33. Decety J, Meyer M. From emotion resonance to empathic understanding: A social developmental neuroscience account. Dev Psychopathol. 2008 Sep 7;20(04):1053.

34. Singer T, Klimecki OM. Empathy and compassion. Curr Biol. 2014;24 (18):875–878.

35. Bianchin M, Angrilli A. Gender differences in emotional responses: A psychophysiological study. Physiol Behav. 2012;105(4):925–32. doi: 10.1016/j.physbeh.2011.10.031 22108508

36. Bradley MM, Codispoti M, Cuthbert BN, Lang PJ. Emotion and motivation I: defensive and appetitive reactions in picture processing. Emotion. 2001 Sep;1(3):276–98. 12934687

37. Codispoti M, Surcinelli P, Baldaro B. Watching emotional movies: Affective reactions and gender differences. Int J Psychophysiol. 2008;69(2):90–5. doi: 10.1016/j.ijpsycho.2008.03.004 18433903

38. Herbert BM, Pollatos O, Schandry R. Interoceptive sensitivity and emotion processing: An EEG study. Int J Psychophysiol. 2007;65(3):214–27. 17543405

39. Karama S, Armony J, Beauregard M. Film excerpts shown to specifically elicit various affects lead to overlapping activation foci in a large set of symmetrical brain regions in males. PLoS One. 2011;6(7).

40. Stevens JS, Hamann S. Sex differences in brain activation to emotional stimuli: A meta-analysis of neuroimaging studies. Neuropsychologia. 2012;50(7):1578–93. doi: 10.1016/j.neuropsychologia.2012.03.011 22450197

41. Wierzba M, Riegel M, Pucz A, Leśniewska Z, Dragan WŁ, Gola M, et al. Erotic subset for the Nencki Affective Picture System (NAPS ERO): cross-sexual comparison study. Front Psychol. 2015;6:1336. doi: 10.3389/fpsyg.2015.01336 26441715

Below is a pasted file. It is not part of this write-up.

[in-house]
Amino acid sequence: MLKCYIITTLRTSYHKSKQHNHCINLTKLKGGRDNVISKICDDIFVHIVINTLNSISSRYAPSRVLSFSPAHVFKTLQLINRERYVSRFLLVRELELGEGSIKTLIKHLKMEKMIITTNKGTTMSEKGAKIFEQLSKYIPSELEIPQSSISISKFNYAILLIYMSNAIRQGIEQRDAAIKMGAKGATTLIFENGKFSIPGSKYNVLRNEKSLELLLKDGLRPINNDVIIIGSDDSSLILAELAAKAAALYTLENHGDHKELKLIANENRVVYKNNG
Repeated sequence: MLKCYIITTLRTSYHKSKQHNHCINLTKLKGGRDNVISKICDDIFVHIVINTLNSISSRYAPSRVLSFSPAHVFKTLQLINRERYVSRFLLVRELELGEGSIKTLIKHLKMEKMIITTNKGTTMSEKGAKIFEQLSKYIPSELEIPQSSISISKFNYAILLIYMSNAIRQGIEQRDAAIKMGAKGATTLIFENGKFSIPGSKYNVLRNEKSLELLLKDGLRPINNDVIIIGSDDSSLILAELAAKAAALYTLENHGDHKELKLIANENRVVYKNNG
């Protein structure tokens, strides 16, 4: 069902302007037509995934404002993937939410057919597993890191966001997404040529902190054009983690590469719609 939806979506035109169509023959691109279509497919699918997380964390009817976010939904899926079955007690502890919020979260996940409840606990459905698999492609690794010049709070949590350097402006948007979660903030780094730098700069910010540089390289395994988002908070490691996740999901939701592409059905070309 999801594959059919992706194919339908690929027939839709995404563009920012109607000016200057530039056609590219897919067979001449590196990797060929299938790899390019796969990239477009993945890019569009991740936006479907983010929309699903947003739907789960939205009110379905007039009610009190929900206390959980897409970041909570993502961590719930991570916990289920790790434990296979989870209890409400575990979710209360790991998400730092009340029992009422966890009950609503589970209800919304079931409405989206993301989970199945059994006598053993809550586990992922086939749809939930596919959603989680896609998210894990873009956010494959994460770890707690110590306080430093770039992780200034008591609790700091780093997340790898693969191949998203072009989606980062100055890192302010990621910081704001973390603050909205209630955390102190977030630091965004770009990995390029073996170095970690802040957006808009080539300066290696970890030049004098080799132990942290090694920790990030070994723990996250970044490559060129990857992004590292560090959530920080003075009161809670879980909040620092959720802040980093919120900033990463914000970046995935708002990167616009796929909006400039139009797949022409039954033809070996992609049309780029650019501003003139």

42. Hartig T, Evans GW, Jamner LD, Davis DS, Gärling T. Tracking restoration in natural and urban field settings. J Environ Psychol. 2003;23(2):109–23.

43. Johnsen SÅK, Rydstedt LW, Rydstedt LW. Active Use of the Natural Environment for Emotion Regulation. Eur J Psychol. 2013 Nov 29;9(4):798–819.

44. Kaplan S. The restorative benefits of nature: Toward an integrative framework. J Environ Psychol. 1995 Sep;15(3):169–82.

45. Ulrich RS, Simons RF, Losito BD, Fiorito E, Miles MA, Zelson M. Stress recovery during exposure to natural and urban environments. J Environ Psychol. 1991 Sep;11(3):201–30.

46. van den Berg AE, Koole SL, van der Wulp NY. Environmental preference and restoration: (How) are they related? J Environ Psychol. 2003;23(2):135–46.

47. Costa M, Dinsbach W, Manstead ASR, Ricci Bitti PE. Social presence, embarrassment, and nonverbal behavior. J Nonverbal Behav. 2001;25(4):225–40.

48. Maffei A, Vencato V, Angrilli A. Sex differences in emotional evaluation of film clips: Interaction with five high arousal emotional categories. PLoS One. 2015;10(12).

49. Bradley MM, Lang PJ. Measuring emotion: The self-assessment manikin and the semantic differential. J Behav Ther Exp Psychiatry. 1994;25(1):49–59. 7962581

50. Welch BL. The generalization of `Student’s’ problem when several different population variances are involved. Biometrika. 1947;34(1/2):28–35.

51. Lang PJ, Greenwald MK, Bradley MM, Hamm AO. Looking at pictures: affective, facial, visceral, and behavioral reactions. Psychophysiology. 1993;30(3):261–73. doi: 10.1111/j.1469-8986.1993.tb03352.x 8497555

52. Beute F, de Kort YAW. Salutogenic effects of the environment: Review of health protective effects of nature and daylight. Appl Psychol Heal Well-Being. 2014;6(1):67–95.

53. Cisler JM, Olatunji BO, Lohr JM, Williams NL. Attentional bias differences between fear and disgust: Implications for the role of disgust in disgust-related anxiety disorders. Cogn Emot. 2009 Jun;23(4):675–87. doi: 10.1080/02699930802051599 20589224

54. Goetz J, Keltner D, Simon-Thomas E. Compassion: an evolutionary analysis and empirical review. Psychol Bull. 2010;136(3):351–74. doi: 10.1037/a0018807 20438142

55. Menninghaus W, Wagner V, Hanich J, Wassiliwizky E, Kuehnast M, Jacobsen T. Towards a psychological construct of being moved. PLoS One. 2015 Jan 4;10(6):e0128451. doi: 10.1371/journal.pone.0128451 26042816

56. Bradley MM, Codispoti M, Sabatinelli D, Lang PJ. Emotion and motivation II: sex differences in picture processing. Emotion. 2001;1(3):300–19. 12934688

57. Maffei A, Angrilli A. Spontaneous blink rate as an index of attention and emotion during film clips viewing. Physiol Behav. 2019;204(February):256–63. doi: 10.1016/j.physbeh.2019.02.037 30822434

Článek vyšel v časopise


2019 Číslo 10
Nejčtenější tento týden